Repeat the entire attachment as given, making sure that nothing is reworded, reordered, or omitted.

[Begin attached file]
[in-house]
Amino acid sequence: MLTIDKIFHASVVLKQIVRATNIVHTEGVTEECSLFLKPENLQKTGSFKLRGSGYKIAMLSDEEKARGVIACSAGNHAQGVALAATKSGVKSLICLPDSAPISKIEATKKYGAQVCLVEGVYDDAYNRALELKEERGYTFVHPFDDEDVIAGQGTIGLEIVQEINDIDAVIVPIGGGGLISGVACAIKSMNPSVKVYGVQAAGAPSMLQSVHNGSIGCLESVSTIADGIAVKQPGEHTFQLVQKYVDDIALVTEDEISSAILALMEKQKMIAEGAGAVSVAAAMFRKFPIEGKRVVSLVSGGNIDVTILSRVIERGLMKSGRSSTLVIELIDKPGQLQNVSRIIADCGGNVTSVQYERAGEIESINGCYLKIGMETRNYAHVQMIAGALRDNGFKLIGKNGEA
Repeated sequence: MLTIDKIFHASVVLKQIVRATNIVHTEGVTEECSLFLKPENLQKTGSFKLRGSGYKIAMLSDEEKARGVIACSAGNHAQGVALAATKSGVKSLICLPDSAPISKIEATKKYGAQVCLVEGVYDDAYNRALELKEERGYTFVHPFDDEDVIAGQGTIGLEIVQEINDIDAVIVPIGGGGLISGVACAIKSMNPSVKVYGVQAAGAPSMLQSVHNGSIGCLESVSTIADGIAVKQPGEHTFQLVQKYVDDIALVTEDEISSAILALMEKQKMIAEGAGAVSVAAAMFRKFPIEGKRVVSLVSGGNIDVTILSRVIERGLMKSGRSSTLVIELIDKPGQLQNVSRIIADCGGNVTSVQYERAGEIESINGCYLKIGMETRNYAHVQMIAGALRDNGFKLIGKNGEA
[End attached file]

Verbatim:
[in-house]
Amino acid sequence: MLTIDKIFHASVVLKQIVRATNIVHTEGVTEECSLFLKPENLQKTGSFKLRGSGYKIAMLSDEEKARGVIACSAGNHAQGVALAATKSGVKSLICLPDSAPISKIEATKKYGAQVCLVEGVYDDAYNRALELKEERGYTFVHPFDDEDVIAGQGTIGLEIVQEINDIDAVIVPIGGGGLISGVACAIKSMNPSVKVYGVQAAGAPSMLQSVHNGSIGCLESVSTIADGIAVKQPGEHTFQLVQKYVDDIALVTEDEISSAILALMEKQKMIAEGAGAVSVAAAMFRKFPIEGKRVVSLVSGGNIDVTILSRVIERGLMKSGRSSTLVIELIDKPGQLQNVSRIIADCGGNVTSVQYERAGEIESINGCYLKIGMETRNYAHVQMIAGALRDNGFKLIGKNGEA
Repeated sequence: MLTIDKIFHASVVLKQIVRATNIVHTEGVTEECSLFLKPENLQKTGSFKLRGSGYKIAMLSDEEKARGVIACSAGNHAQGVALAATKSGVKSLICLPDSAPISKIEATKKYGAQVCLVEGVYDDAYNRALELKEERGYTFVHPFDDEDVIAGQGTIGLEIVQEINDIDAVIVPIGGGGLISGVACAIKSMNPSVKVYGVQAAGAPSMLQSVHNGSIGCLESVSTIADGIAVKQPGEHTFQLVQKYVDDIALVTEDEISSAILALMEKQKMIAEGAGAVSVAAAMFRKFPIEGKRVVSLVSGGNIDVTILSRVIERGLMKSGRSSTLVIELIDKPGQLQNVSRIIADCGGNVTSVQYERAGEIESINGCYLKIGMETRNYAHVQMIAGALRDNGFKLIGKNGEA